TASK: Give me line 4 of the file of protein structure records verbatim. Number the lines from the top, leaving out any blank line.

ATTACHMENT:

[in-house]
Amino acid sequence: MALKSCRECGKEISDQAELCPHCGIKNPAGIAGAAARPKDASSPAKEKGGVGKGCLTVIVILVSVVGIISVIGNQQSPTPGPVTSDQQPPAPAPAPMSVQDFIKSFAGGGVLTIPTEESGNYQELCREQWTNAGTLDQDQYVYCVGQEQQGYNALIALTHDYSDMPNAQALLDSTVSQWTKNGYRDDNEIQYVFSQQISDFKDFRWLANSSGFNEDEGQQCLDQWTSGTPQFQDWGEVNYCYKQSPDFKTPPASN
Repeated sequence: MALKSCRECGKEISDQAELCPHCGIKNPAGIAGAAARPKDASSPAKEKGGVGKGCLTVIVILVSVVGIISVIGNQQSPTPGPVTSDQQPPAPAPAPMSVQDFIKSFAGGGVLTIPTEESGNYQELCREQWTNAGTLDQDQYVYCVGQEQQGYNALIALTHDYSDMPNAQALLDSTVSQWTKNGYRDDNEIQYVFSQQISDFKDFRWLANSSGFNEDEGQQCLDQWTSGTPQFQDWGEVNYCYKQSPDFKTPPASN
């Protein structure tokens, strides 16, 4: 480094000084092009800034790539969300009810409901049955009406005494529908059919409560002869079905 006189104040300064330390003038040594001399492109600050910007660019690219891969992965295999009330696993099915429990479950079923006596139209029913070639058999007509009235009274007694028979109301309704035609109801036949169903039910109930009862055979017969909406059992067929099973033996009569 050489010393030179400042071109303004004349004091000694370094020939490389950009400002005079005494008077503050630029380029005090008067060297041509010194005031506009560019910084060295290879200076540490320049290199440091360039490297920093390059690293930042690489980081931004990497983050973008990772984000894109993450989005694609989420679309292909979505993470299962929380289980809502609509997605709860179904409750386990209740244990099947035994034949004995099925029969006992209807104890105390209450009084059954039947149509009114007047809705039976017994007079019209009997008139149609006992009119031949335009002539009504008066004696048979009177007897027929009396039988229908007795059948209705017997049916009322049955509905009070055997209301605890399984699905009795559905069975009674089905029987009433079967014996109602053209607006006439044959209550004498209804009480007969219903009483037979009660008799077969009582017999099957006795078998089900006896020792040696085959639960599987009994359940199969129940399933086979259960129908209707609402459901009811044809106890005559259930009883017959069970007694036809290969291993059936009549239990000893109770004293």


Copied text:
């Protein structure tokens, strides 16, 4: 480094000084092009800034790539969300009810409901049955009406005494529908059919409560002869079905 006189104040300064330390003038040594001399492109600050910007660019690219891969992965295999009330696993099915429990479950079923006596139209029913070639058999007509009235009274007694028979109301309704035609109801036949169903039910109930009862055979017969909406059992067929099973033996009569 050489010393030179400042071109303004004349004091000694370094020939490389950009400002005079005494008077503050630029380029005090008067060297041509010194005031506009560019910084060295290879200076540490320049290199440091360039490297920093390059690293930042690489980081931004990497983050973008990772984000894109993450989005694609989420679309292909979505993470299962929380289980809502609509997605709860179904409750386990209740244990099947035994034949004995099925029969006992209807104890105390209450009084059954039947149509009114007047809705039976017994007079019209009997008139149609006992009119031949335009002539009504008066004696048979009177007897027929009396039988229908007795059948209705017997049916009322049955509905009070055997209301605890399984699905009795559905069975009674089905029987009433079967014996109602053209607006006439044959209550004498209804009480007969219903009483037979009660008799077969009582017999099957006795078998089900006896020792040696085959639960599987009994359940199969129940399933086979259960129908209707609402459901009811044809106890005559259930009883017959069970007694036809290969291993059936009549239990000893109770004293």